Ade Odunsi is the Managing Director for Treesdale Partners and portfolio manager of the AdvisorShares Gartman Gold/Euro ETF (GEUR), AdvisorShares Gartman Gold/British Pound ETF (GGBP), AdvisorShares Gartman Gold/Yen ETF (GYEN) and AdvisorShares International Gold ETF (GLDE).
Liquidity in gold option trading has risen significantly over the last five years. Using the COMEX 100 ounce gold option contract as a proxy for the market, Year-to-Date Average Daily Volume has risen from approximately 30,000 contracts in May 2009 to 70,000 contracts (~ 217 metric tonnes) in May 2014. This period of growth in option use has coincided with the rapid rise in the gold price after the 2008 credit crisis and perhaps reflected a need from the growing number of gold investors for derivative contracts with which they could manage the risks inherent in their gold exposure.
Source: CME Group
A key benefit of having a liquid and actively traded option market is the market information that can be discerned from option prices, giving an insight into the supply and demand dynamics of the market. In this week’s commentary we look at a ten year history of gold option prices and highlight some of the key characteristics evident in the data. We also look at the equity option market through the price history of the CBOE VIX index and draw parallels between the two option markets.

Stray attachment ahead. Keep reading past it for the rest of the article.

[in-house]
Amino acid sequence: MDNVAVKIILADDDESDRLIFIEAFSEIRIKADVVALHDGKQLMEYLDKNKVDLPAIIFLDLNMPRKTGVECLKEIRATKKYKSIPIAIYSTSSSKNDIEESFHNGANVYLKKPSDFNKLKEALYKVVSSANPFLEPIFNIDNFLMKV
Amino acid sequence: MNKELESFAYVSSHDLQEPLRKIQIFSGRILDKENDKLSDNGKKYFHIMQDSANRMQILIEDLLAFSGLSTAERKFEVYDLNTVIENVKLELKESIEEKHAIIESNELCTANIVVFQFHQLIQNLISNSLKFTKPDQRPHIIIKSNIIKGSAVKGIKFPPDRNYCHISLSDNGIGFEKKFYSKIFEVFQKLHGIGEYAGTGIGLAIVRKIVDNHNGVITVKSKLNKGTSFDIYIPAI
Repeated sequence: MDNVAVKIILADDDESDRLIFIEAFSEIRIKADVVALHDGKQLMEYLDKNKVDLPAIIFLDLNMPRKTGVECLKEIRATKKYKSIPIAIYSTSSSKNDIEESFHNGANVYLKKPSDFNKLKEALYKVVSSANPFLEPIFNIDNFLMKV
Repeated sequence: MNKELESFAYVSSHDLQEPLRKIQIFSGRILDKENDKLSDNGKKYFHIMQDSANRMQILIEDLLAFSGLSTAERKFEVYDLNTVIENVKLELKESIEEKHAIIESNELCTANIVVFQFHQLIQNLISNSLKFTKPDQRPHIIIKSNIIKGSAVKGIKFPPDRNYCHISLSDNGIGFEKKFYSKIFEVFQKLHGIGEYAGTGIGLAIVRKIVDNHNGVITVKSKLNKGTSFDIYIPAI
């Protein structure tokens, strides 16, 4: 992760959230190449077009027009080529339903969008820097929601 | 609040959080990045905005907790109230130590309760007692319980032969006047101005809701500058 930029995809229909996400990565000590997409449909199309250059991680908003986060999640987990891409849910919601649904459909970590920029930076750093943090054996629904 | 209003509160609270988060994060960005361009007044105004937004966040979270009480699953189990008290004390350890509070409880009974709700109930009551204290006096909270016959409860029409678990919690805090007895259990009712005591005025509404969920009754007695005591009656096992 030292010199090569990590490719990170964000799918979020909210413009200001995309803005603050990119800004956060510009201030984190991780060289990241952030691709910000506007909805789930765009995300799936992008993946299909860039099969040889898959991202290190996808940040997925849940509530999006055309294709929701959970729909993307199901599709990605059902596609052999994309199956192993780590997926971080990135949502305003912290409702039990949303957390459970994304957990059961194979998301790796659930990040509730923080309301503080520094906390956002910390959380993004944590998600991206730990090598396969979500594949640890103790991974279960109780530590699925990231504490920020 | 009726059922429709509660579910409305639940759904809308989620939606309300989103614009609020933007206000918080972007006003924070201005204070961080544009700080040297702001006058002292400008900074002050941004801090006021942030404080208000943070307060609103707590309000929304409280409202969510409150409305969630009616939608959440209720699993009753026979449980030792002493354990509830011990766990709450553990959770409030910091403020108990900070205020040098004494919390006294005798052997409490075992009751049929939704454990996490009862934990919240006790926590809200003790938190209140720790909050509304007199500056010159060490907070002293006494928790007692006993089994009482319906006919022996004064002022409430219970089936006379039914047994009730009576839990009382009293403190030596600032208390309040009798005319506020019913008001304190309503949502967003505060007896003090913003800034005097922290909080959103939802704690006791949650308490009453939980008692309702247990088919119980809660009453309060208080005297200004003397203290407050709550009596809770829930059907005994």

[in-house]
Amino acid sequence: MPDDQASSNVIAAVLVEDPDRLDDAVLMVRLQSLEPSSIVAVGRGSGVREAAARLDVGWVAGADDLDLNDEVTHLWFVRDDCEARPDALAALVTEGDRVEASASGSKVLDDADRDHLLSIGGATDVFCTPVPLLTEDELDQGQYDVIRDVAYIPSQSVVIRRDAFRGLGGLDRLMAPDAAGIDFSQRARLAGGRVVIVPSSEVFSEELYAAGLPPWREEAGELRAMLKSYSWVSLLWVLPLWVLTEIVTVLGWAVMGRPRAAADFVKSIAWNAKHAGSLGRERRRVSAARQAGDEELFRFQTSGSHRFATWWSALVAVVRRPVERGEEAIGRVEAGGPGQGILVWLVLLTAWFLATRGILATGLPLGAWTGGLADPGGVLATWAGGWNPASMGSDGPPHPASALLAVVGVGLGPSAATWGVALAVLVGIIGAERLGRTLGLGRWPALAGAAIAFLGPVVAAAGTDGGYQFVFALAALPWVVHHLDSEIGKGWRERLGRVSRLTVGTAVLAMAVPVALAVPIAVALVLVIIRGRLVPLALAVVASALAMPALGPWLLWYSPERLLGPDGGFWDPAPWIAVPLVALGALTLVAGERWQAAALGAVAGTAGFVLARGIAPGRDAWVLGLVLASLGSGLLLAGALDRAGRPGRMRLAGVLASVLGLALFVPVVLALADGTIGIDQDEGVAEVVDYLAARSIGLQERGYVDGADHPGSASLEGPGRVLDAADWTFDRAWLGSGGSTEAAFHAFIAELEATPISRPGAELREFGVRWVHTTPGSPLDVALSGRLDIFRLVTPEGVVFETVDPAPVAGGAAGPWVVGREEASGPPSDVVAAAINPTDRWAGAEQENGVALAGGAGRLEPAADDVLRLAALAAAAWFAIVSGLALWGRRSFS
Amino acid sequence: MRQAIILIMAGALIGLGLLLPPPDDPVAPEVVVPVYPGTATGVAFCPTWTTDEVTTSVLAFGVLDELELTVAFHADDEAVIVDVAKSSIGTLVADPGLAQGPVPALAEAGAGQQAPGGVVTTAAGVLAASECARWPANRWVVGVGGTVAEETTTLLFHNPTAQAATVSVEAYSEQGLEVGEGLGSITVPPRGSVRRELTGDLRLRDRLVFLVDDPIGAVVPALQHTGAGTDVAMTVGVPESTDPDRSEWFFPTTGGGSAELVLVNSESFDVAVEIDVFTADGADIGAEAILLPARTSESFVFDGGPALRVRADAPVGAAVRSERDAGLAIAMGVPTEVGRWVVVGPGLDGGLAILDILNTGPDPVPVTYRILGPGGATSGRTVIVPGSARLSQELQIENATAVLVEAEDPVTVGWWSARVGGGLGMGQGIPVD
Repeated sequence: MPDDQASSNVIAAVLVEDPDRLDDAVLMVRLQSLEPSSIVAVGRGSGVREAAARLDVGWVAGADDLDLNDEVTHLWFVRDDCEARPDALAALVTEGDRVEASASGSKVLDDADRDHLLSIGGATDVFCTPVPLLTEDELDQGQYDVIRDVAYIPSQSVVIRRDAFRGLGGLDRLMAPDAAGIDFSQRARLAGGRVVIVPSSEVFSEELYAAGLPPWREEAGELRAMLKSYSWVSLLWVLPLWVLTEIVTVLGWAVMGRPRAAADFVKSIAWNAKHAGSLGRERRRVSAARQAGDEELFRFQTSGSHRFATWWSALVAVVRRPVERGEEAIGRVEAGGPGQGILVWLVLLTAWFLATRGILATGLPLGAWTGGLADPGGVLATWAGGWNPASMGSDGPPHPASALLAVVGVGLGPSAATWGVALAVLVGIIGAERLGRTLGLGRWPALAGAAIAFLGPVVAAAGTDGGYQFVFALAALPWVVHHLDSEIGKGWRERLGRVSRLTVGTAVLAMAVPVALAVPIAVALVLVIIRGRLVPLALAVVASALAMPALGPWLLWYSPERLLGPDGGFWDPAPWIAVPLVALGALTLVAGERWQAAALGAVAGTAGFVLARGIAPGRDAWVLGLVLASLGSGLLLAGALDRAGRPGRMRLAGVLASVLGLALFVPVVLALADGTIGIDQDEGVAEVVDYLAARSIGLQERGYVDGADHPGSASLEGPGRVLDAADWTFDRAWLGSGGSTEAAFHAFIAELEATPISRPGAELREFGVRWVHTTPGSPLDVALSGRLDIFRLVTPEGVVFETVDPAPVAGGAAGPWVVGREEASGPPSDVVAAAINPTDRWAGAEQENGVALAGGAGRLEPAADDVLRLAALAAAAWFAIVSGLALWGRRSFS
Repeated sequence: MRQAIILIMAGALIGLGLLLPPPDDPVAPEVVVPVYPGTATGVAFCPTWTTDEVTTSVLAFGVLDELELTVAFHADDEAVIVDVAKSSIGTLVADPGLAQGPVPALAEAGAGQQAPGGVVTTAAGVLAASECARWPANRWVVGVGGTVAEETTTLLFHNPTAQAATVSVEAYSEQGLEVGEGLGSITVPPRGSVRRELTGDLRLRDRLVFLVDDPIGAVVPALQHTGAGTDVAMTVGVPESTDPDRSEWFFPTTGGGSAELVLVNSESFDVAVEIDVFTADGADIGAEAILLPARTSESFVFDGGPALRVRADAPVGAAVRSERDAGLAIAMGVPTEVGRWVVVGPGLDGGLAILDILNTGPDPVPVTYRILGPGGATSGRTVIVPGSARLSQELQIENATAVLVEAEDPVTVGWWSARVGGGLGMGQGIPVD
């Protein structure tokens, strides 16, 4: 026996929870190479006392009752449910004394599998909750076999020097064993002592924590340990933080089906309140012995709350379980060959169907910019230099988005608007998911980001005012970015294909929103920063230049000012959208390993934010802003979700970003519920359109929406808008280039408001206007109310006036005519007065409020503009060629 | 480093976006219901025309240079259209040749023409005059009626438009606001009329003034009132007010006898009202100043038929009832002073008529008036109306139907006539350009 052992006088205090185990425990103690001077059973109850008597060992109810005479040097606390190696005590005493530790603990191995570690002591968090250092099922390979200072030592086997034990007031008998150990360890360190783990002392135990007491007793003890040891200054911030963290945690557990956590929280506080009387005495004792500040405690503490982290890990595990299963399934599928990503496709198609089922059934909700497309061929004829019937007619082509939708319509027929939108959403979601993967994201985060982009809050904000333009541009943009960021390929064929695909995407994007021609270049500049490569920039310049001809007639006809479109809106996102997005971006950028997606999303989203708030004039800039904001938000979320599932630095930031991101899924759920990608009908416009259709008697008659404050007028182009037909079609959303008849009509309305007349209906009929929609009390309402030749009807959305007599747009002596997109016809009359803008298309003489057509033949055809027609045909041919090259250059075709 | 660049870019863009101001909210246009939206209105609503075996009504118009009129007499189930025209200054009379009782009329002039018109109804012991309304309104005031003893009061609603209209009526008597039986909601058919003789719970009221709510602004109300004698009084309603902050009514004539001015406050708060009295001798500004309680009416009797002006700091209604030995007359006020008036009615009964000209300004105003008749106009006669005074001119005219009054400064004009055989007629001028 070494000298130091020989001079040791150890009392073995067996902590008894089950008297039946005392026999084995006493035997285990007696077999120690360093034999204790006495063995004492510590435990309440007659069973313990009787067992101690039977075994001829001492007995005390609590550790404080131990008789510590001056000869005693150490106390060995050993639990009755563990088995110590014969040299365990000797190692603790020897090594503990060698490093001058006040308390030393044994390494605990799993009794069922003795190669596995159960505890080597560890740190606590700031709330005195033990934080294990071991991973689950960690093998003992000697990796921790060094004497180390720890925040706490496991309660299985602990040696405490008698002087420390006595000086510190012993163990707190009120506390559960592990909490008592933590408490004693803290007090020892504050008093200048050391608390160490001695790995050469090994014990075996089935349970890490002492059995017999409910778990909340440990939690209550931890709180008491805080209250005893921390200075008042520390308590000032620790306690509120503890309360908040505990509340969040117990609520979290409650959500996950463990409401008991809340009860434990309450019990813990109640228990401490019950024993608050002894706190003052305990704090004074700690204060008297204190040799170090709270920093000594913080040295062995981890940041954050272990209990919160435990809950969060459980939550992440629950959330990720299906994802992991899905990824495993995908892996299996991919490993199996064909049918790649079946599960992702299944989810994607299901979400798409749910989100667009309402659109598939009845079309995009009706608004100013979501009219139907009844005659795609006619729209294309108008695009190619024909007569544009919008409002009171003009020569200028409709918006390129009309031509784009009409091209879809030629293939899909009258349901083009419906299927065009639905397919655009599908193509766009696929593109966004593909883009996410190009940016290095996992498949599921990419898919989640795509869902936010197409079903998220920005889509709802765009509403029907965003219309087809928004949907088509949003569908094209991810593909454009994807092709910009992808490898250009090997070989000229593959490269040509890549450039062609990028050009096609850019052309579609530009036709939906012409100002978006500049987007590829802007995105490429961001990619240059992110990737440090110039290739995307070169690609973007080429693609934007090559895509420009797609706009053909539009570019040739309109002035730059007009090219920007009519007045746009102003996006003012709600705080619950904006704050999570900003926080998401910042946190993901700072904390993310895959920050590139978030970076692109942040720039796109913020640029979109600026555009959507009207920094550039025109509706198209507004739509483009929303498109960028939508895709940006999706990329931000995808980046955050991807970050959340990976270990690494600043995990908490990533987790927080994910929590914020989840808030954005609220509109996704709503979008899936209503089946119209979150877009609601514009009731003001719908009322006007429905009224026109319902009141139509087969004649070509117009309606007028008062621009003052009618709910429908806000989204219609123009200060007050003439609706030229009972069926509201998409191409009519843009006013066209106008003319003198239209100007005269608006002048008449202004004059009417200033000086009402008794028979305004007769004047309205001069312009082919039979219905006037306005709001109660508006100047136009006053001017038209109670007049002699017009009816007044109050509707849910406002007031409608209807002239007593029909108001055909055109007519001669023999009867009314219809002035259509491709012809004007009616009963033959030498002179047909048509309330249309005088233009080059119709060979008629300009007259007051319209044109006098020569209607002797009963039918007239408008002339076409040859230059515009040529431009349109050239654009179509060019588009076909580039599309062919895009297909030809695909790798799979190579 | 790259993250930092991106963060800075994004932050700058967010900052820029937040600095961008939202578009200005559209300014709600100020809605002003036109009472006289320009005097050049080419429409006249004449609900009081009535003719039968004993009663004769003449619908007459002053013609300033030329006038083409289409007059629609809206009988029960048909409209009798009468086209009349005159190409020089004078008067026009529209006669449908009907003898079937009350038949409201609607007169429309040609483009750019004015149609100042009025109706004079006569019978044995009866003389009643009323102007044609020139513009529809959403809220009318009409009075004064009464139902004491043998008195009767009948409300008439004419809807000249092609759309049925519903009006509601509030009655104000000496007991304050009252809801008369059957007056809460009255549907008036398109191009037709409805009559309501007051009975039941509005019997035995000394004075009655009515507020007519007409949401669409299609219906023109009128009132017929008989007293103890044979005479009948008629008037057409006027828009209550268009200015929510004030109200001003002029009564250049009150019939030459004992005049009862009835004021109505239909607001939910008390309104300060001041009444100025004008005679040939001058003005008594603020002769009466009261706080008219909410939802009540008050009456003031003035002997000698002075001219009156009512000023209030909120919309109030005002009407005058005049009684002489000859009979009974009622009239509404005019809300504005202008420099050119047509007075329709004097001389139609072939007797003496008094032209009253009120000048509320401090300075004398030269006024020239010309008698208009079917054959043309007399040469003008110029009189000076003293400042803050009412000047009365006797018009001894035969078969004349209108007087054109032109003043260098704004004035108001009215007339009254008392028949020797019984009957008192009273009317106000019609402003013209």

In this analysis option prices are expressed in terms of implied volatility rather than dollars and cents. A key input into the calculation of option prices is a parameter called “volatility”. In effect it is the market’s estimation of the amount of volatility (typically defined as the variability in daily moves) in the gold price that is likely to be experienced during the life of the option contract. In general the higher the level of expected volatility, the higher the option price in dollars and cents. Volatility is typically expressed as a percentage on an annualized basis. For example, a one year volatility of 20% would imply that the expected standard deviation of the gold price over the next year is 20%. Ultimately expressing volatility in this way is useful as it allows direct comparisons of the potential movement in asset prices across different markets, as implied by option prices.
We highlight below some of the more interesting characteristics of the gold option market:
The absolute level of volatility: Over the last ten years the spot price of gold in dollars has had approximately the same level of volatility as a broad based large cap equity index (the S&P 500). It is perhaps worth also making the point that the volatility of gold bullion has been significantly lower than the volatility of a broad based index of gold mining stocks. For example, the historical volatility of the NYSE Arca Gold Miners Index (42% annualized) has been just over twice the volatility of the gold bullion spot price (20% annualized) as measured by daily price movements over the last 10 years. This point is worth remembering given the common practice of using gold mining equities as proxies for gold bullion. The two assets provide exposure to really quite different types of risk and this is reflected in the large difference in historical volatility